NY Theater Review by Joshua Rose


The title of the show, Varekai, is the Romany (gypsy) word for “Wherever”. At times the creators seem to have taken the title a little too seriously. The acts do not always flow from one to another smoothly but sometimes hang like non-sequiturs lined up without reason. This is not surprising as, at it’s heart, cirque is a circus more than it is theatre. Though understandable, the disjointed presentation strains the audience’s ability to retain who characters are, how they relate and why they should care about them.

Romany influence goes beyond the title of the show, into the made up language, in the choreography and acrobatic acts, and the musical style. Other influences appear to be Asian, in the bamboo rainforest of a set, and South American in the brightly colored fantastical creatures that inhabit it. There is traditional Georgian and other Eastern European circus acrobatics, and choreography. They even let some French and English occasionally slip in amongst the made up language. Hearing an actual language is a little jarring when they do.

Varekai is at it’s most dramatically powerful in the performances that deal with the central Icarian storyline. Representing the struggle to come to grips with the new world and the new body you are left with after a traumatic accident or injury. The show gets started when Icarus, looking like a fallen angel, tumbles through the canopy down to the jungle floor, stunning its inhabitants and acting as a catalyst for competition, conflict and change. His aerial performance, as he falls with giant white wings strapped to his arms, is soft and graceful like he’s floating without any effort. After he is revived, as he goes through another routine wrapped in a net, the aerial convulsions and physical spasms of shock and realization followed by the lyrical spins and twirls of acceptance, is possibly the most emotionally stirring of the night.

Afterward, Icarus is left on the ground. His wings ripped off and stolen. His legs unable or unwilling to support his weight. His own world only a fading memory. In this condition he meets a mysterious golden creature and woo’s her with one of his feathers. She vanishes, but will emerge later, changed by the gift he has given her.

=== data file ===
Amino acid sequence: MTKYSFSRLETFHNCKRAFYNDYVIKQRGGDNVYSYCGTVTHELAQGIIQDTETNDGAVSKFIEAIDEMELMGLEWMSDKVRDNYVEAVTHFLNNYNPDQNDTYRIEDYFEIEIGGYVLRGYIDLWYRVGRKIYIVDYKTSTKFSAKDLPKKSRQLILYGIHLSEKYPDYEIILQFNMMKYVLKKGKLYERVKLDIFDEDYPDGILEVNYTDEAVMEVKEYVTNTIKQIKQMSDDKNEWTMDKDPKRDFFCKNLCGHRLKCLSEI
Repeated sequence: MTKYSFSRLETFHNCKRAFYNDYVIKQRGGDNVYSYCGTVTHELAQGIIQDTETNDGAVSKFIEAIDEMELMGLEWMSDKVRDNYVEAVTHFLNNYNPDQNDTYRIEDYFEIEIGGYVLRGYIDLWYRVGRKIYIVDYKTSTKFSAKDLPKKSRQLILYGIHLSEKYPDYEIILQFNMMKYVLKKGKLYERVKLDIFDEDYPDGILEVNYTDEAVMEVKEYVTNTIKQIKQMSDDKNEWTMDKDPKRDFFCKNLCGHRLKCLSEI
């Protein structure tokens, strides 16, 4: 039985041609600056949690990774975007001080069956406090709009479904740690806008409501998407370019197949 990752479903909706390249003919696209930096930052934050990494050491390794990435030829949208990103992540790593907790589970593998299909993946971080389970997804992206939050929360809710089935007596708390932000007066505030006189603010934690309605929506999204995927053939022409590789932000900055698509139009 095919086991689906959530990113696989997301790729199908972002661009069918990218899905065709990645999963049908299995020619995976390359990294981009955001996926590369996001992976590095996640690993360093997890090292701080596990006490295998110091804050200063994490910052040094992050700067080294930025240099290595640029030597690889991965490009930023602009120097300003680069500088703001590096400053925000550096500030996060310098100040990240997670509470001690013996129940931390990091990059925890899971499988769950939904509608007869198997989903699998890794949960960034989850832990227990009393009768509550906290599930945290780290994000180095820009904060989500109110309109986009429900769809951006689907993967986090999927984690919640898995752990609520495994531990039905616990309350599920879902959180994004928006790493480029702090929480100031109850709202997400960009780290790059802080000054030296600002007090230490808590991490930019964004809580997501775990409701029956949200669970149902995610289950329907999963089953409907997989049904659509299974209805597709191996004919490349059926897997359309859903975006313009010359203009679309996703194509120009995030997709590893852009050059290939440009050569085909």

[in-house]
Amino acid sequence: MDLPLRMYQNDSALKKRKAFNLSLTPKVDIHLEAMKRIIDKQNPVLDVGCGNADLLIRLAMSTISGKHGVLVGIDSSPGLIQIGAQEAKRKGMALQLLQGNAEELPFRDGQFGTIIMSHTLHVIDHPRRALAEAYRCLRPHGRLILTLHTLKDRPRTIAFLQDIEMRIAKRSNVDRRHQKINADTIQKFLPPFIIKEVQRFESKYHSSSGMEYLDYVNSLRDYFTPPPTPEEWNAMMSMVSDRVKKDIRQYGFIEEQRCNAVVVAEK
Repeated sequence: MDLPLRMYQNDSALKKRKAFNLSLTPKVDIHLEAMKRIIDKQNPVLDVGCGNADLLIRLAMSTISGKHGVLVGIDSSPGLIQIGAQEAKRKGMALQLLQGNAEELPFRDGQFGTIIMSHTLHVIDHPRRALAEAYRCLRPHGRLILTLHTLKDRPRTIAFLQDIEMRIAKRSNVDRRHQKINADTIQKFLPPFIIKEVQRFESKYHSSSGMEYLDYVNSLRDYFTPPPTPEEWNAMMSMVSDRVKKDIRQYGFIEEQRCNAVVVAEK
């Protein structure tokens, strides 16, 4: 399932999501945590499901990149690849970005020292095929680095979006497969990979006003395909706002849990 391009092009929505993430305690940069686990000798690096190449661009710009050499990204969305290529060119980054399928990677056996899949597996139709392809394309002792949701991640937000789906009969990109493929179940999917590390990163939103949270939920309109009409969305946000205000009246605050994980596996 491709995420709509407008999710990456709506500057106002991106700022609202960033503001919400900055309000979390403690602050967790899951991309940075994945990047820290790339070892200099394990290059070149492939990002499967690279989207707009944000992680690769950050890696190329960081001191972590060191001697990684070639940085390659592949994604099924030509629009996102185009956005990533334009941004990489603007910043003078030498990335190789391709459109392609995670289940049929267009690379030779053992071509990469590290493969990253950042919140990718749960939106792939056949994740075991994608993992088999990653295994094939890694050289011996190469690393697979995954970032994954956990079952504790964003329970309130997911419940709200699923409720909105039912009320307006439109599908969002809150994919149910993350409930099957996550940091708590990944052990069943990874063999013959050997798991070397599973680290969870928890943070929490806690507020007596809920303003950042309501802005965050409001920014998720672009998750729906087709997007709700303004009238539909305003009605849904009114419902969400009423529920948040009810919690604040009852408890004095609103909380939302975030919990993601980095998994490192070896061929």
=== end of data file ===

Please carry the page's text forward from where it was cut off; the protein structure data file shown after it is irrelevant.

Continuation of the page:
Meanwhile the characters, both whimsical and menacing alike; try to help Icarus in his recovery, each in their own ways; some only providing distraction from the pain. Others, like a good physical therapist, bullying and badgering Icarus to get back on his feet.

One character invents various contraptions in hopes of aiding Icarus’s broken body. One is a giant balloon, another is a giant pair of wheels with Icarus strapped in between them his toes barely scraping the floor. This devise was woefully underused as it had the potential for much more interesting acrobatic uses but appeared for just a short time.

Another character presents an emotionally devastating acrobatic solo about the limits or lack thereof that can come with a disability. Danced on crutches, the performer’s legs left limp throughout, the dancer swings, spins, leaps and otherwise moves with all the grace and power of any of the evenings other performers. He then uses these crutches to batter Icarus into finally standing on his own two feet.

I don’t have room to mention every act, but in the simple, but precise grace of every performance, you can see the hours and years of hard work and dedication that has gone into honing the particular skills and talents on display. Every act is a testament to what a human being can achieve, if they are only willing to expend the effort.

Varekai is accompanied by live music both instrumental and vocal, using everything from mouth harps and didgeridoos to bagpipes, violins and accordions. The musical styles were likewise taken from Wherever. A polka, some heavy metal, 50’s French lounge jazz, and opera are mixed with traditional Romany and Georgian rhythms and other influences.

The costumes, wigs, and makeup are all spectacular crayola colored creations that would fit comfortably in the worlds of Dr Seuss, Tim Burton, and Jim Henson. The lighting was stirring and well balanced between mood and visibility.   At times, I found the ever moving abstract video projected on the bamboo set to be a distraction from the incredible acrobatics going on in front of them.

Barclays Center (620 Atlantic Avenue) in Brooklyn from July 30 through August 3

Tickets are available at,, or by calling 800-745-3000.